Los Angeles, California – A highly decorated lesbian veteran of the U.S. Army is being denied disability benefits because of the Defense of Marriage Act (DOMA), and today the Southern Poverty Law Center (SPLC) filed an important lawsuit to challenge DOMA on her behalf. Tracey Cooper-Harris served with honor in the U.S. Army for 12 years, and received an honorable discharge in 2003 after having received more than two dozen medals and commendations.  But because she married a person of her own sex in California, a perfectly legal marriage still in force, the United States government is denying her and her spouse Maggie equal disability benefits to those heterosexual spouses are receiving.

Cooper-Harris, who achieved the rank of Sergeant for her service in Kyrgyzstan and Kuwait in support of Operation Enduring Freedom and Operation Iraqi Freedom, was diagnosed in 2010 with Multiple Sclerosis (MS), a disabling disease of the brain and central nervous system for which there is no known cure. Government doctors determined that Cooper-Harris contracted MS as a result of her military service. Faced with a daunting future, she is trying to get her affairs in order as any responsible spouse would. Cooper-Harris received individual disability benefits, but since DOMA is still federal law, the government says that she and her spouse are not eligible for the spousal benefits her service truly entitles them too–all because of anti-gay discrimination, even after the repeal of Don’t Ask, Don’t Tell (DADT).

Cooper-Harris said, “I dedicated 12 years of my life to serving the country I love. I’m asking only for the same benefits the brave men and women who served beside me enjoy. By refusing to recognize our marriage, the federal government has deprived Maggie and me of the peace of mind that such benefits are meant to provide to veterans and their families.”

The federal lawsuit, Cooper-Harris vs. United States, filed February 1 in the U.S. District Court for the Central District of California, challenges the constitutionality of the Defense of Marriage Act (DOMA) and the laws governing the Veterans Affairs policy that denies equal treatment before the law for Cooper-Harris and other married same-sex persons in the nation. Christine P. Sun, Deputy Legal Director of the SPLC, said, “The government’s refusal to grant these benefits is a slap in the face to the gay and lesbian service members who put their lives on the line to protect our nation and our freedoms. Especially given the recent repeal of Don’t Ask Don’t Tell, it’s shocking that the federal government continues to demean Tracey’s years of service and the service of many others in this way.”  The case is being litigated on Cooper-Harris’s behalf pro bono (at no charge) by the SPLC.

February 1, 2012 Posted by | African Americans, California, DADT, DOMA, GLBTQ, Heterosexism and homophobia, Lesbian women, LGBTQ, Marriage Equality, Social Justice Advocacy, Southern Poverty Law Center, U.S. Army | , , , , , , , , , , , | Comments Off on DOMA Discrimination Against Lesbian Army Veteran Challenged in Court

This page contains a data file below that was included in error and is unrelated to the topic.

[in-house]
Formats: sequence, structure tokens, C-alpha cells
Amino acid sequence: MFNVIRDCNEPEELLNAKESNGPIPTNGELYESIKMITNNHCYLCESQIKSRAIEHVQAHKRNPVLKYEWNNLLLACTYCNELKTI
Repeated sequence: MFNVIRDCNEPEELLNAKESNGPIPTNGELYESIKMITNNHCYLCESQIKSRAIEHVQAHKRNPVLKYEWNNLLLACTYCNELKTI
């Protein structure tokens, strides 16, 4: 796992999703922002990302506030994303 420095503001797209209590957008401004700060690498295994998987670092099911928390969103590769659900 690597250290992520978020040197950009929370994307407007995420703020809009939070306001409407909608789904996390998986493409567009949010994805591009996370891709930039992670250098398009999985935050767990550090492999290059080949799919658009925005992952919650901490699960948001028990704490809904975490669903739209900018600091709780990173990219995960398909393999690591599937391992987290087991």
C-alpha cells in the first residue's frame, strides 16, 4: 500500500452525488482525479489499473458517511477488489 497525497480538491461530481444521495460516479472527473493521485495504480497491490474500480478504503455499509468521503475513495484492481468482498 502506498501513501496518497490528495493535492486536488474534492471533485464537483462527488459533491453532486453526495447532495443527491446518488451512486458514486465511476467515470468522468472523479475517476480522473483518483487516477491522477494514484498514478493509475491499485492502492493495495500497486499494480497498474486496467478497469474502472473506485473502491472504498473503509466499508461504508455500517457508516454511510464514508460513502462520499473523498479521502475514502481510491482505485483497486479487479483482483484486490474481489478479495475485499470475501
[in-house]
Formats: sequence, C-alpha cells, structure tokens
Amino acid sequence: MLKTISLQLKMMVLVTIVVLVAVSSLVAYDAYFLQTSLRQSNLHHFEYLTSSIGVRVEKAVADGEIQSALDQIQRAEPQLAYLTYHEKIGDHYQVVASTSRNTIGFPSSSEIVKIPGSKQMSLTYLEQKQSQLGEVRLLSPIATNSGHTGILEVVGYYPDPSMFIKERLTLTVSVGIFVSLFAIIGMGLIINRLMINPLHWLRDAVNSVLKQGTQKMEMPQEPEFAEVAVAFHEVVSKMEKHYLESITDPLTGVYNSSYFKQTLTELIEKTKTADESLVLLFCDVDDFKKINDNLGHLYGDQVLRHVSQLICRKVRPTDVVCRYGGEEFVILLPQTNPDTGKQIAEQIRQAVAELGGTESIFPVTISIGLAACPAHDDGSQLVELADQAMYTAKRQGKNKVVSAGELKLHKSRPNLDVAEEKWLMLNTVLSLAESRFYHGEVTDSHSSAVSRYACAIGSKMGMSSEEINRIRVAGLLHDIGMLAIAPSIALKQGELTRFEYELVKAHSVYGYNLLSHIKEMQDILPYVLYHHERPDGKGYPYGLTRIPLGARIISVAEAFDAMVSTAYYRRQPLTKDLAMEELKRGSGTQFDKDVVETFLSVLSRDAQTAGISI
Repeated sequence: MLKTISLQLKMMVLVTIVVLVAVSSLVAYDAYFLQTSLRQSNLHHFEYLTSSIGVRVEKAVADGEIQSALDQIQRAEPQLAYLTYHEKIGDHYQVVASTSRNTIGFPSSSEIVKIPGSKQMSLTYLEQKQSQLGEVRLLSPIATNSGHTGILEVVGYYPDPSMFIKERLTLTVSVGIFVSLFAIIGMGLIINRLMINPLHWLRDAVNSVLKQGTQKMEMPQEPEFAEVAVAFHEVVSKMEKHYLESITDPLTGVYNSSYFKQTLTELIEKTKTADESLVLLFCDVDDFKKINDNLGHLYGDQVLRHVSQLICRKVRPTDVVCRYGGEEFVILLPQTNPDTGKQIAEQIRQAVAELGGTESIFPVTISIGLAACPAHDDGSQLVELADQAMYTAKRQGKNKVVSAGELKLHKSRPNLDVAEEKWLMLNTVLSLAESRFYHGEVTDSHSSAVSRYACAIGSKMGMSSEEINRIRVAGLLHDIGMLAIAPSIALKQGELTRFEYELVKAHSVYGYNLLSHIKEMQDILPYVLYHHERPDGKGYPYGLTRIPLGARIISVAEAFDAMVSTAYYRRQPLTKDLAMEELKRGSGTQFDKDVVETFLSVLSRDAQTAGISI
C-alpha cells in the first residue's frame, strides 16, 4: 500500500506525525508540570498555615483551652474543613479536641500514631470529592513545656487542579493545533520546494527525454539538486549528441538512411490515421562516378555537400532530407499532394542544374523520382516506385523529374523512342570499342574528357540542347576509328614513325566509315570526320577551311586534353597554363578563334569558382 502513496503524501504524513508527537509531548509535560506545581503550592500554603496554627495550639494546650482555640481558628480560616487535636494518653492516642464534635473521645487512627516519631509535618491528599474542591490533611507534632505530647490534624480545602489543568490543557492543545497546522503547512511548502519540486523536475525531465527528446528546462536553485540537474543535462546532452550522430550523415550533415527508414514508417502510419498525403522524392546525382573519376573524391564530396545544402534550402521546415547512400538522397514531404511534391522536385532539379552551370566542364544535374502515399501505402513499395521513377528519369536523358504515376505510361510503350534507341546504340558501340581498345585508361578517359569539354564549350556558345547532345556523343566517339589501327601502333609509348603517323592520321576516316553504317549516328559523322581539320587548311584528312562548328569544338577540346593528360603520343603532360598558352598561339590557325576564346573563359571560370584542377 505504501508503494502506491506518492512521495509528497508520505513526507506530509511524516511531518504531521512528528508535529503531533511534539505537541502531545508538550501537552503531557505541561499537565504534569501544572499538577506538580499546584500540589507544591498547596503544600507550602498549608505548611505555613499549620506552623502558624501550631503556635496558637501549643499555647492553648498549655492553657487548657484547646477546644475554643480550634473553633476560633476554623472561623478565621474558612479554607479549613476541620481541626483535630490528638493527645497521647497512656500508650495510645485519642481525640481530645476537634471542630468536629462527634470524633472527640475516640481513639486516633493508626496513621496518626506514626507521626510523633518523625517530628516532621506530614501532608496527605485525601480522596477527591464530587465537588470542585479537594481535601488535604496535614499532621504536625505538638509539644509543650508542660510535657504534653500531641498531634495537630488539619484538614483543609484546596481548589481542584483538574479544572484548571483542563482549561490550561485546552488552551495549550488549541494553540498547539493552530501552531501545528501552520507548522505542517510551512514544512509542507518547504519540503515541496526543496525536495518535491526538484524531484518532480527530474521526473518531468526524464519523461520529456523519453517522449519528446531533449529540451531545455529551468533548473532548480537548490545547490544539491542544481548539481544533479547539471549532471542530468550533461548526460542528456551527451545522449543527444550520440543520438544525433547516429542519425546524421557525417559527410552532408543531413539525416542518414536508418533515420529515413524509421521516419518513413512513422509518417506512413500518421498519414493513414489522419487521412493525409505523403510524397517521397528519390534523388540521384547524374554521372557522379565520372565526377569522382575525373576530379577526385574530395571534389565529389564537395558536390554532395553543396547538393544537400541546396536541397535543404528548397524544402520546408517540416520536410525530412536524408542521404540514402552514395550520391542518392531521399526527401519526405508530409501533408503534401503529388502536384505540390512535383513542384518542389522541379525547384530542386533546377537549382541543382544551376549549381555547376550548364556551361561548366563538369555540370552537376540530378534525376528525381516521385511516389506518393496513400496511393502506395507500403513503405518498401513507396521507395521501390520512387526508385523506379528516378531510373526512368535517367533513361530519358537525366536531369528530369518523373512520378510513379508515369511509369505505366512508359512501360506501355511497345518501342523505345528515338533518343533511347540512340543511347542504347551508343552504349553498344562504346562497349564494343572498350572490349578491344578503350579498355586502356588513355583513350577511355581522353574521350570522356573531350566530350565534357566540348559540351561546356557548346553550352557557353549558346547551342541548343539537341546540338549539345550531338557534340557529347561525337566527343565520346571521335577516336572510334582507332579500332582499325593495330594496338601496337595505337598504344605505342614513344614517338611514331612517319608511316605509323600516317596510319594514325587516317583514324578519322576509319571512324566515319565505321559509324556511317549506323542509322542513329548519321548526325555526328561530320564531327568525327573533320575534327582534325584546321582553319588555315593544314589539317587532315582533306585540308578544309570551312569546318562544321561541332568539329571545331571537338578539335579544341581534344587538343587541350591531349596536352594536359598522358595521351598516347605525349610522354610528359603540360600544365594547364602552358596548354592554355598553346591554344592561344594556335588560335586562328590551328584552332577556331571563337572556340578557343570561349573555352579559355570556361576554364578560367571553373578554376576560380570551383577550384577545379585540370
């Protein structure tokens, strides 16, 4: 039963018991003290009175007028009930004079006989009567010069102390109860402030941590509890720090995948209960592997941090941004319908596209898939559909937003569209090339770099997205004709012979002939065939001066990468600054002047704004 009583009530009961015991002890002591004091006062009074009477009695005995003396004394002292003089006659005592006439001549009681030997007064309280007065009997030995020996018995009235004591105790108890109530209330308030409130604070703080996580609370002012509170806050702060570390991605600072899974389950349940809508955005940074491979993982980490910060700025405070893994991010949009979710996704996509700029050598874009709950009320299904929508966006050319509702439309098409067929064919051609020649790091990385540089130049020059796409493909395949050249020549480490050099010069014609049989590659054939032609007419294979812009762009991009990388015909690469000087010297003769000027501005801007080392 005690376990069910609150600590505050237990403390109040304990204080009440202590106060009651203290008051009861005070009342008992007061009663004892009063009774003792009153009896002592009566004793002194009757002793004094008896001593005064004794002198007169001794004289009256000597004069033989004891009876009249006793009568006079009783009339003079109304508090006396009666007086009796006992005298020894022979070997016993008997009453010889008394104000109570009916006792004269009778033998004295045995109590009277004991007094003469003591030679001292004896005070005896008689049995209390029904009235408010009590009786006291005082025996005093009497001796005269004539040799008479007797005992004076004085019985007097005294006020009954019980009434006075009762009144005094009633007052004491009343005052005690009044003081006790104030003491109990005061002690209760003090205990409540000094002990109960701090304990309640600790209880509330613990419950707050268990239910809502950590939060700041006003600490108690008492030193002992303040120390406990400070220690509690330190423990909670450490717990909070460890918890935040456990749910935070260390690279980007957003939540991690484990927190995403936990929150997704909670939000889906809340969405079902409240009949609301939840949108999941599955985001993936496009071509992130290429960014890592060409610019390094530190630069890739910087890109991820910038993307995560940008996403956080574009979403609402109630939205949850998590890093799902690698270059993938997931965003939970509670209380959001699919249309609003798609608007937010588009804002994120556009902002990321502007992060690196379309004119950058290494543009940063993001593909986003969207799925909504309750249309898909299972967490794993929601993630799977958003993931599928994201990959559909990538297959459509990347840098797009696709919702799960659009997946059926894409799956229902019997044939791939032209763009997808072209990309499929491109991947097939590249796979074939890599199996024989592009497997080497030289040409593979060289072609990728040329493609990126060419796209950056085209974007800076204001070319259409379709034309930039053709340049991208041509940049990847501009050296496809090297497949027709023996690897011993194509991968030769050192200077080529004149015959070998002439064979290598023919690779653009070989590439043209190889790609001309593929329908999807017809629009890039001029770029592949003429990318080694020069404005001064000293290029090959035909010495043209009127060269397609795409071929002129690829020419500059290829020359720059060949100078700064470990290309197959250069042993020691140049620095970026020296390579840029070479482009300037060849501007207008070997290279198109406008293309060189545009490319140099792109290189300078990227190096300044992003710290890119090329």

Texans of Faith Storm U.S. Capitol for Human Rights

Washington, D.C. – The largest delegation of fair-minded Texas faith leaders since the conception of LGBT rights are on their way to the Nation’s Capitol to participate in the third Human Rights Campaign’s Clergy Call for Justice and Equality, May 22 – 24.  Twenty-two clergy, theologians, and seminarians from across the Lone Star State are registered for this year’s lobbying effort on Capitol Hill.  The Human Rights Campaign Religion and Faith Program mobilizes people of faith to advocate for lesbian, gay, bisexual and transgender people every other year, and among the important items on the agenda will be the full implementation of the Repeal of Don’t Ask, Don’t Tell (DADT), the repeal of the Defense of Marriage Act (DOMA), anti-bullying efforts across the nation (such as the one just passed by the Texas House, strengthening the penalties for harassment and bullying in public schools), and the status of the Dream Act. Texans have a particularly tall order as grassroots citizen lobbyists, since both U.S. Senators, Kay Bailey Hutchison and John Cornyn, have consistently voted against human rights initiatives during their legislative careers in Washington. At the core of the Texas delegation are fifteen students, faculty, and alumni of Brite Divinity School in Fort Worth, the largest from any seminary or divinity school in the state.  Brite, founded in 1914 by an endowment from Marfa rancher Luke Brite, is located on the campus of Texas Christian University.  In former years, Brite was conservative on the issue of LGBTQ-inclusion, but now is the only accredited institution of theological higher education in Texas to extend welcome status to lesbians, gay men, bisexuals, and transgender persons by action of its board of trustees.  Among the faculty are two openly gay and lesbian professors, and the number of LGBTQ students in the Fort Worth school is growing. “Students are learning how to take a stand for justice by becoming clergy for whom all people matter, and are eager to work for equality in public forums like Clergy Call. Our students are taking their roles as public theologians seriously,” said Dr. Stephen V. Sprinkle, Associate Professor of Practical Theology at the Divinity School, and Theologian in Residence at the Cathedral of Hope in Dallas. “Each of the students who have traveled to Washington chose voluntarily to participate in Clergy Call because they believe faith calls them to be here.”  Billed as the largest interfaith gathering of LGBTQ and Allied Clergy and Faith Leaders in the United States, Clergy Call will bring representatives of faith communities from all fifty states to the capitol for training in faith messaging, skill-building for advocacy with legislators, interfaith worship, and person-to-person lobbying of senators and congresspeople.  This year’s headline speakers include Rabbi Denise Egger, Rev. Harry Knox, Bishop Gene Robinson, Bishop Yvette Flunder, Rabbi David Saperstein, Rev. Nancy Wilson, and Bishop Carlton Pearson.  Dr. Sharon Groves is the Director of the HRC Religion and Faith Program, based in Washington, D.C.